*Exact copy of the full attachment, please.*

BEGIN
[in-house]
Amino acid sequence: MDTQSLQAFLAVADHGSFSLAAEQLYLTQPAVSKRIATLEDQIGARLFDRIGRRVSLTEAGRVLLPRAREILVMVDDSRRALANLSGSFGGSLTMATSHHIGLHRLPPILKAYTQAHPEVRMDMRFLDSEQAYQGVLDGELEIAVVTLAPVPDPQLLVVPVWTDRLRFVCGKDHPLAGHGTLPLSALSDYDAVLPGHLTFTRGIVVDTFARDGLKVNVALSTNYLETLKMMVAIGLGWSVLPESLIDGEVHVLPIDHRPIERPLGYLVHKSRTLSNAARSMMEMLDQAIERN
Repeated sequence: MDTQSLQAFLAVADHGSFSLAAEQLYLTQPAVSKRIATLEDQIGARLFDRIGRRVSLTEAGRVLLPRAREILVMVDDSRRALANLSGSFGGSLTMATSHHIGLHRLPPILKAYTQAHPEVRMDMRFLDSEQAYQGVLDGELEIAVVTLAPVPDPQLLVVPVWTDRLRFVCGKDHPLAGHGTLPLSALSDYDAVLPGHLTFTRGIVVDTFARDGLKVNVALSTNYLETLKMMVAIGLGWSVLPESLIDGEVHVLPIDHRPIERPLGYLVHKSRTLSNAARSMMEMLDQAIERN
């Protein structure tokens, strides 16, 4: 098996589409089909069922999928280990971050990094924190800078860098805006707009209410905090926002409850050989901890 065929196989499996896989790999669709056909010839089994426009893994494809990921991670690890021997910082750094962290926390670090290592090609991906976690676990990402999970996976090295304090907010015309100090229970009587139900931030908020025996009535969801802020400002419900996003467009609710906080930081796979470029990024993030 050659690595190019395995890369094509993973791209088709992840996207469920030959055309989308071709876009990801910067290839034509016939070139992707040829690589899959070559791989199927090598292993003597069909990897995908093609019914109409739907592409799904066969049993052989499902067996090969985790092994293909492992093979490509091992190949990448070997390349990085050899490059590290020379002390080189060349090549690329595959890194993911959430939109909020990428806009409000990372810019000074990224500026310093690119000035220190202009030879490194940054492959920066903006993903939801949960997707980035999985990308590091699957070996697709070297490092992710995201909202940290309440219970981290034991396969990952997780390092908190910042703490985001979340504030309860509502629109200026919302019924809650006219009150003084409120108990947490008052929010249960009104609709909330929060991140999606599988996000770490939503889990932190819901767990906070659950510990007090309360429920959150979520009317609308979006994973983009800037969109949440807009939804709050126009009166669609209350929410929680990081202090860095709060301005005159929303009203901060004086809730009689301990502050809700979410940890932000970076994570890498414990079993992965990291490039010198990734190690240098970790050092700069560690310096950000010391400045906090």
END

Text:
[in-house]
Amino acid sequence: MDTQSLQAFLAVADHGSFSLAAEQLYLTQPAVSKRIATLEDQIGARLFDRIGRRVSLTEAGRVLLPRAREILVMVDDSRRALANLSGSFGGSLTMATSHHIGLHRLPPILKAYTQAHPEVRMDMRFLDSEQAYQGVLDGELEIAVVTLAPVPDPQLLVVPVWTDRLRFVCGKDHPLAGHGTLPLSALSDYDAVLPGHLTFTRGIVVDTFARDGLKVNVALSTNYLETLKMMVAIGLGWSVLPESLIDGEVHVLPIDHRPIERPLGYLVHKSRTLSNAARSMMEMLDQAIERN
Repeated sequence: MDTQSLQAFLAVADHGSFSLAAEQLYLTQPAVSKRIATLEDQIGARLFDRIGRRVSLTEAGRVLLPRAREILVMVDDSRRALANLSGSFGGSLTMATSHHIGLHRLPPILKAYTQAHPEVRMDMRFLDSEQAYQGVLDGELEIAVVTLAPVPDPQLLVVPVWTDRLRFVCGKDHPLAGHGTLPLSALSDYDAVLPGHLTFTRGIVVDTFARDGLKVNVALSTNYLETLKMMVAIGLGWSVLPESLIDGEVHVLPIDHRPIERPLGYLVHKSRTLSNAARSMMEMLDQAIERN
């Protein structure tokens, strides 16, 4: 098996589409089909069922999928280990971050990094924190800078860098805006707009209410905090926002409850050989901890 065929196989499996896989790999669709056909010839089994426009893994494809990921991670690890021997910082750094962290926390670090290592090609991906976690676990990402999970996976090295304090907010015309100090229970009587139900931030908020025996009535969801802020400002419900996003467009609710906080930081796979470029990024993030 050659690595190019395995890369094509993973791209088709992840996207469920030959055309989308071709876009990801910067290839034509016939070139992707040829690589899959070559791989199927090598292993003597069909990897995908093609019914109409739907592409799904066969049993052989499902067996090969985790092994293909492992093979490509091992190949990448070997390349990085050899490059590290020379002390080189060349090549690329595959890194993911959430939109909020990428806009409000990372810019000074990224500026310093690119000035220190202009030879490194940054492959920066903006993903939801949960997707980035999985990308590091699957070996697709070297490092992710995201909202940290309440219970981290034991396969990952997780390092908190910042703490985001979340504030309860509502629109200026919302019924809650006219009150003084409120108990947490008052929010249960009104609709909330929060991140999606599988996000770490939503889990932190819901767990906070659950510990007090309360429920959150979520009317609308979006994973983009800037969109949440807009939804709050126009009166669609209350929410929680990081202090860095709060301005005159929303009203901060004086809730009689301990502050809700979410940890932000970076994570890498414990079993992965990291490039010198990734190690240098970790050092700069560690310096950000010391400045906090």